Budget expenditure: $189,065.00
Project Status:
Principal Investigator: Karen Evans
Organisation: CSIRO Oceans and Atmosphere Hobart
Project start/end date: 16 Feb 2020 - 16 Aug 2021
Stock Assessment
Population Dynamics
Harvest Strategy
Fisheries Management
Climate Mitigation


Much effort has been placed over the last couple of decades on the development of harvest strategies, stock assessments, risk assessments and the strategic use of ecosystem models to facilitate meeting the needs of the Commonwealth’s Harvest Strategy Policy. A focus on modelling to improve fisheries management has required effort towards method development. However, little effort has been made towards revisiting and updating the biological parameters that fundamentally underpin such modelling (e.g. growth rates, age and size at maturity, natural mortality rates, dietary information, mixing rates and stock structure) and the tools or methods used to derive them. As a result, most models now rely on parameters and community dietary data derived from information collected during the 1970s-1990s, (e.g. available maturity ogives for blue-eye trevalla are over 20 years old), or information that is borrowed from other regions or species. Whether such old or borrowed values are now representative for commercial Australian fish species is unknown but many factors point to major changes occurring in our marine environment. Australian waters in the south east and south west are climate hotspots and, overall, Australian waters have warmed faster than the global average. Key components of the productivity of marine fish (growth, maturity, and recruitment) are expected to be undergoing directional changes under a changing climate and it is entirely possible that there have been changes in fundamental productivity parameters for some Australian stocks. The reliance of current assessments on what is likely to be out-of-date information leads to increased uncertainty, which propagates into management decisions. Without an understanding of any changes in biological parameters and how any change might impact assessment frameworks, determining whether current management measures are ensuring sustainability becomes highly uncertain.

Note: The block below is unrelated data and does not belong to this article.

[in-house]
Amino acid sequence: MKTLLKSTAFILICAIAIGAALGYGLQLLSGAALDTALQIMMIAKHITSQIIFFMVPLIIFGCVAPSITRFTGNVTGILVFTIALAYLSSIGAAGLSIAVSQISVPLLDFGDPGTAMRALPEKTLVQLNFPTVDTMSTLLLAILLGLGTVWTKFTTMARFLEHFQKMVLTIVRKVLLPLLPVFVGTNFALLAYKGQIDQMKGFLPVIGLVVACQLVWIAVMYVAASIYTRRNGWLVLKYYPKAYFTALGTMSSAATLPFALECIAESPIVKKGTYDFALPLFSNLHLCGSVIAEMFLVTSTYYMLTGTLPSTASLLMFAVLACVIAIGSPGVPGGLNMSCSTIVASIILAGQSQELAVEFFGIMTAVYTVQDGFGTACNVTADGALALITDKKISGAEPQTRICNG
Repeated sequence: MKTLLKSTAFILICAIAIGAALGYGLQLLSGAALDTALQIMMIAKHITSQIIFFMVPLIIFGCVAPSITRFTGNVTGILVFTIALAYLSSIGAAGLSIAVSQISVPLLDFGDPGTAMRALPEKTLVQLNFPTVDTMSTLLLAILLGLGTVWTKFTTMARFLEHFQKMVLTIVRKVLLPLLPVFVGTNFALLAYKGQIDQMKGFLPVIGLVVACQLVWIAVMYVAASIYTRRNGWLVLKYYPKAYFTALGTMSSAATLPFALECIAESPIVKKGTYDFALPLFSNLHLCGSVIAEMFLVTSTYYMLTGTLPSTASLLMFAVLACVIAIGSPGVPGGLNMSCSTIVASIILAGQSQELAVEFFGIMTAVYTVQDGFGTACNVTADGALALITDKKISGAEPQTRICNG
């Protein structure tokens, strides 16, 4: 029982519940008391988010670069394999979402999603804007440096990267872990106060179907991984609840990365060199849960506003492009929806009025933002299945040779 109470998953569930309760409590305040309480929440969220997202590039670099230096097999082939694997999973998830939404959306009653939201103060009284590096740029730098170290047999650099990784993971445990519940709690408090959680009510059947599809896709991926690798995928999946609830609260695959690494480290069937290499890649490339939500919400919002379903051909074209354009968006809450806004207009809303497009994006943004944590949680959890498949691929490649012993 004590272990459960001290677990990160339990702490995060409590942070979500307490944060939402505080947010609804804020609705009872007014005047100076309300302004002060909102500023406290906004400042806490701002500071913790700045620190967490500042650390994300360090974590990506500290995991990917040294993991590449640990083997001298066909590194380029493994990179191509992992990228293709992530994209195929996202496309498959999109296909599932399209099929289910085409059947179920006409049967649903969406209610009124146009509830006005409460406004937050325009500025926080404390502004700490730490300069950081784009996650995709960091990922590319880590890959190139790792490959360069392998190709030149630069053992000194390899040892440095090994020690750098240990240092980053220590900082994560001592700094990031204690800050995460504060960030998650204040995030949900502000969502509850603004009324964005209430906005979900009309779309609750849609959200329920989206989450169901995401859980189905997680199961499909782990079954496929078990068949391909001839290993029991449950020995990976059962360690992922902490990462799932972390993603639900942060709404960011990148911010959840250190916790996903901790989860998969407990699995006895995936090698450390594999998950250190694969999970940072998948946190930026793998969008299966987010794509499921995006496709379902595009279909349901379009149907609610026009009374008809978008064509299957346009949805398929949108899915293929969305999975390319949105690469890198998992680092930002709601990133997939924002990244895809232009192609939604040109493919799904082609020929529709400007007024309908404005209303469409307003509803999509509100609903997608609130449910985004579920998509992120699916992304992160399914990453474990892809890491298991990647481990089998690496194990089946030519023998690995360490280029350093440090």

1. Identify the origin of current biological information used in assessments of species (including empirical stock assessments and ecosystem modelling efforts) carried out under the Commonwealth Harvest Strategy Policy, including the pedigree of the information (provenance, age, appropriateness of methods used).
2. Assess the implications and risks associated with using dated and borrowed information in assessments currently used for informing fisheries management, including the scale of any risks and the species for which a change in biological parameters used in assessments has the greatest impact.
3. Identify the methods that might be applied to update priority biological parameters, including a review of the efficacy and applicability of novel methods and approaches developed in recent years.
4. Articulate a work plan including appropriate sampling regimes required for updating priority biological parameters used in assessments for those species identified as being at most at risk.

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